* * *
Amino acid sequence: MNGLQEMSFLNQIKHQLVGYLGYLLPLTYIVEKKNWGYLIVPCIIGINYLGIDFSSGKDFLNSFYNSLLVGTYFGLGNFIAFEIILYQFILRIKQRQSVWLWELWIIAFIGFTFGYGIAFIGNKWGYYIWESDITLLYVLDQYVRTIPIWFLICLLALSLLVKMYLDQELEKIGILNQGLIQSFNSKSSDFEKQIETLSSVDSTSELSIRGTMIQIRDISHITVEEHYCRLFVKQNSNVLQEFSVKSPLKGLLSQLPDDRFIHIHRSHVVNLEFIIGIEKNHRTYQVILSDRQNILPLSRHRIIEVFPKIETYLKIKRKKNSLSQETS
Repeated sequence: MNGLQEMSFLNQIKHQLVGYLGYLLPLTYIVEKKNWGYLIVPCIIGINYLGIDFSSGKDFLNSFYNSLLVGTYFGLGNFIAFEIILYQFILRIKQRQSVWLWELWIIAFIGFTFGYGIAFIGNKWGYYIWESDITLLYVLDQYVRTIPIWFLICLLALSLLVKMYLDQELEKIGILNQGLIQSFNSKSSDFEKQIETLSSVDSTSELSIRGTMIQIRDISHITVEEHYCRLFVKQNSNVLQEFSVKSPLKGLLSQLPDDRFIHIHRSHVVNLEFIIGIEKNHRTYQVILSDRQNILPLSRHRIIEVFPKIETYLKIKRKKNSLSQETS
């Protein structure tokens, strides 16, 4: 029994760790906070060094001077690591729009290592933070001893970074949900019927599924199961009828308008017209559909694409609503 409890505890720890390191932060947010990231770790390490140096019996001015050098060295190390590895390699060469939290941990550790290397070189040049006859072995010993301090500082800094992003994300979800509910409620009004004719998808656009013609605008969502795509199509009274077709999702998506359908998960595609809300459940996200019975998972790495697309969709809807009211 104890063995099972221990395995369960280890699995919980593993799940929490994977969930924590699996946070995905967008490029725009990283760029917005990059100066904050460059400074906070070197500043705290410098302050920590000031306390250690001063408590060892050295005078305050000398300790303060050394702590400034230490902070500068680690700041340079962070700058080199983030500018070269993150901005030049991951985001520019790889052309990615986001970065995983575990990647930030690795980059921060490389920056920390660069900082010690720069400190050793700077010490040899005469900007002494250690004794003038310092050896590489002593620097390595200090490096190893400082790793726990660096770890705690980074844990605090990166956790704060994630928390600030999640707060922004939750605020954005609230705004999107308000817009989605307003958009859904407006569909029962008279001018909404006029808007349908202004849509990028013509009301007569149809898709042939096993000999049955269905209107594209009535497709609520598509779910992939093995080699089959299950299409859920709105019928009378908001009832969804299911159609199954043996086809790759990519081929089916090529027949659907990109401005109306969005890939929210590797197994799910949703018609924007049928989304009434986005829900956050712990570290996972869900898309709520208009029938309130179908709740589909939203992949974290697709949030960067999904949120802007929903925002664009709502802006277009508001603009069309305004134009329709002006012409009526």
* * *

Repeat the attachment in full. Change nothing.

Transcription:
Amino acid sequence: MNGLQEMSFLNQIKHQLVGYLGYLLPLTYIVEKKNWGYLIVPCIIGINYLGIDFSSGKDFLNSFYNSLLVGTYFGLGNFIAFEIILYQFILRIKQRQSVWLWELWIIAFIGFTFGYGIAFIGNKWGYYIWESDITLLYVLDQYVRTIPIWFLICLLALSLLVKMYLDQELEKIGILNQGLIQSFNSKSSDFEKQIETLSSVDSTSELSIRGTMIQIRDISHITVEEHYCRLFVKQNSNVLQEFSVKSPLKGLLSQLPDDRFIHIHRSHVVNLEFIIGIEKNHRTYQVILSDRQNILPLSRHRIIEVFPKIETYLKIKRKKNSLSQETS
Repeated sequence: MNGLQEMSFLNQIKHQLVGYLGYLLPLTYIVEKKNWGYLIVPCIIGINYLGIDFSSGKDFLNSFYNSLLVGTYFGLGNFIAFEIILYQFILRIKQRQSVWLWELWIIAFIGFTFGYGIAFIGNKWGYYIWESDITLLYVLDQYVRTIPIWFLICLLALSLLVKMYLDQELEKIGILNQGLIQSFNSKSSDFEKQIETLSSVDSTSELSIRGTMIQIRDISHITVEEHYCRLFVKQNSNVLQEFSVKSPLKGLLSQLPDDRFIHIHRSHVVNLEFIIGIEKNHRTYQVILSDRQNILPLSRHRIIEVFPKIETYLKIKRKKNSLSQETS
């Protein structure tokens, strides 16, 4: 029994760790906070060094001077690591729009290592933070001893970074949900019927599924199961009828308008017209559909694409609503 409890505890720890390191932060947010990231770790390490140096019996001015050098060295190390590895390699060469939290941990550790290397070189040049006859072995010993301090500082800094992003994300979800509910409620009004004719998808656009013609605008969502795509199509009274077709999702998506359908998960595609809300459940996200019975998972790495697309969709809807009211 104890063995099972221990395995369960280890699995919980593993799940929490994977969930924590699996946070995905967008490029725009990283760029917005990059100066904050460059400074906070070197500043705290410098302050920590000031306390250690001063408590060892050295005078305050000398300790303060050394702590400034230490902070500068680690700041340079962070700058080199983030500018070269993150901005030049991951985001520019790889052309990615986001970065995983575990990647930030690795980059921060490389920056920390660069900082010690720069400190050793700077010490040899005469900007002494250690004794003038310092050896590489002593620097390595200090490096190893400082790793726990660096770890705690980074844990605090990166956790704060994630928390600030999640707060922004939750605020954005609230705004999107308000817009989605307003958009859904407006569909029962008279001018909404006029808007349908202004849509990028013509009301007569149809898709042939096993000999049955269905209107594209009535497709609520598509779910992939093995080699089959299950299409859920709105019928009378908001009832969804299911159609199954043996086809790759990519081929089916090529027949659907990109401005109306969005890939929210590797197994799910949703018609924007049928989304009434986005829900956050712990570290996972869900898309709520208009029938309130179908709740589909939203992949974290697709949030960067999904949120802007929903925002664009709502802006277009508001603009069309305004134009329709002006012409009526």